After taking a shellacking two days earlier in Conte Forum, a perhaps frustrated New Hampshire decided it was going to go down swinging in the second half of its home-and-home series against Boston College women’s hockey. On Sunday afternoon, the Wildcats played a chippier game that, by the time the final siren sounded, saw 17 penalties called in total. Fortunately for BC, Caitrin Lonergan and Kenzie Kent never found their way to the box—their two-goal performances fueled the Eagles 5-1 victory.
The No. 2 Eagles (18-1-3, 12-0-3 Hockey East) won their fifth-straight game with relative ease over a stumbling UNH (9-8-5, 6-5-3) team. After Daryl Watts’ standout five-point performance Friday night, Lonergan—ranked second in the country behind Watts in points—had some ground to make up. Prior to Sunday, Watts sat atop the leaderboard with 57 points, while Lonergan found herself eight back with 49. Although she needed points to keep pace with Watts, it was the freshman who got the Eagles rolling.
Just a minute into the game, Watts wristed a shot off the crossbar from the slot, which deflected away harmlessly. On the heels of that attempt came the game’s first penalties, minors to BC’s Delaney Belinskas and UNH’s Nicole Dunbar, and although the open ice didn’t create any notable offensive chances, it wouldn’t be the last time either team found its way into the penalty box.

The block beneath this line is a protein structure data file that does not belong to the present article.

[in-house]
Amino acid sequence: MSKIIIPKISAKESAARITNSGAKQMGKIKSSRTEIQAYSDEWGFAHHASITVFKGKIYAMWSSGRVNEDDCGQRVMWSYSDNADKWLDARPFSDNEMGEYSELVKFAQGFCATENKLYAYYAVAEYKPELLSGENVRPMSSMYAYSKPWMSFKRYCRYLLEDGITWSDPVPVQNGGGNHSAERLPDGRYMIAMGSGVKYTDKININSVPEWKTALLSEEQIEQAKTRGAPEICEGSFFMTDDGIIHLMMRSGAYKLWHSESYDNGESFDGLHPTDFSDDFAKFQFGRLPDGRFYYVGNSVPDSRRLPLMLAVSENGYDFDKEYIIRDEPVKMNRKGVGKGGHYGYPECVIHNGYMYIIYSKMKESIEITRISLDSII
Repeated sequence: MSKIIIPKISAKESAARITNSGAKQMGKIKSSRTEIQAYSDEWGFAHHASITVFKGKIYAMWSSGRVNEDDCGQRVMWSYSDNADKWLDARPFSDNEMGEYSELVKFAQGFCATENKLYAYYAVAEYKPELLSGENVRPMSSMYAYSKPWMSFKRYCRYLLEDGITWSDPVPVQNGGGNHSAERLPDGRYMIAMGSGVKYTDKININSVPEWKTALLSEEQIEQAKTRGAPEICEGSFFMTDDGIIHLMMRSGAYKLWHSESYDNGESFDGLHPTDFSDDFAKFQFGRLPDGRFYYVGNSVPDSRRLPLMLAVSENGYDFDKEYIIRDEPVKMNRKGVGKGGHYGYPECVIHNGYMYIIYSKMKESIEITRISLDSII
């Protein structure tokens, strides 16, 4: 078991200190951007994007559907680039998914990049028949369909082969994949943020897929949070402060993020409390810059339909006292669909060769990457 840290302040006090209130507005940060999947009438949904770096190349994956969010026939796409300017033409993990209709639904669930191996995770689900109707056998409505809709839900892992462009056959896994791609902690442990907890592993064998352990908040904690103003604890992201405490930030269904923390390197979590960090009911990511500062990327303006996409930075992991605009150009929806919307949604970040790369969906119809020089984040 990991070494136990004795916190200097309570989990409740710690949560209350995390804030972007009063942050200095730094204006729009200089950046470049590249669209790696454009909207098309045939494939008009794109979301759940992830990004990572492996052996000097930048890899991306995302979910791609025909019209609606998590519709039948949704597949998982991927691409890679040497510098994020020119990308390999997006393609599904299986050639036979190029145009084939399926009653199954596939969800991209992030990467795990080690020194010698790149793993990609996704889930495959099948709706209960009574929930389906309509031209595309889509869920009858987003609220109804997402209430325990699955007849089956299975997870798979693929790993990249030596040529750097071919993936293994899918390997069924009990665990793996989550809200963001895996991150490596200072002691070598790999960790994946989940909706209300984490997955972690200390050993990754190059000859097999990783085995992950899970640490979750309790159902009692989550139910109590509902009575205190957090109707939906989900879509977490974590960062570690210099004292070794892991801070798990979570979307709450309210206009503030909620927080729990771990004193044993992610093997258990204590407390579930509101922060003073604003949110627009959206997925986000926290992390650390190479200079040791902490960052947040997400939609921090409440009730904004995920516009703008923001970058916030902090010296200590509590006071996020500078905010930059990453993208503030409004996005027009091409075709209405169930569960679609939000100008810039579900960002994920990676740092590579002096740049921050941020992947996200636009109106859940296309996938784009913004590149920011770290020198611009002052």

At this point, Lonergan began to assert herself. A minute after the 4-on-4 expired, she created pressure on the forecheck and then skated right past the Wildcats’ defense to the goal line. Positioned on UNH goalie Ava Boutilier’s right, she backhanded a pass to an open Kent on the doorstep, who made no mistake and buried it to give BC an early 1-0 lead.
Although the Eagles would go on to win convincingly, a couple of goals probably would have sufficed, as goaltender Katie Burt didn’t stray from her normal self, making 28 saves to keep the Wildcats out of the game. She turned away several chances in the opening period. UNH forward Carlee Toews found a way to get free of BC defenders and fired two quick shots on Burt—the second of which was off a rebound—but the senior made both stops.
Then the referees returned, calling two tripping calls in the span of 20 seconds on the Wildcats to give BC a 5-on-3 power play. UNH stood strong, though, as Boutilier made a point-blank save on Makenna Newkirk. Immediately after killing the 5-on-3, the Wildcats took another penalty, and although Lonergan came close to scoring, hitting the crossbar, the Eagles were unable to convert again. Their special teams play ended up costing them the lead.
With six minutes remaining in the first, BC forward Bridget McCarthy went to the box for tripping. Right off the faceoff, Dunbar converted from the dot to Burt’s left with a slap shot into the short-side corner of the net.
A late 2-on-1 opportunity for UNH was wasted, and a flurry of Eagle shots at the end of the period didn’t find the back of the cage either, so the teams returned to their locker rooms after one period knotted at one goal apiece.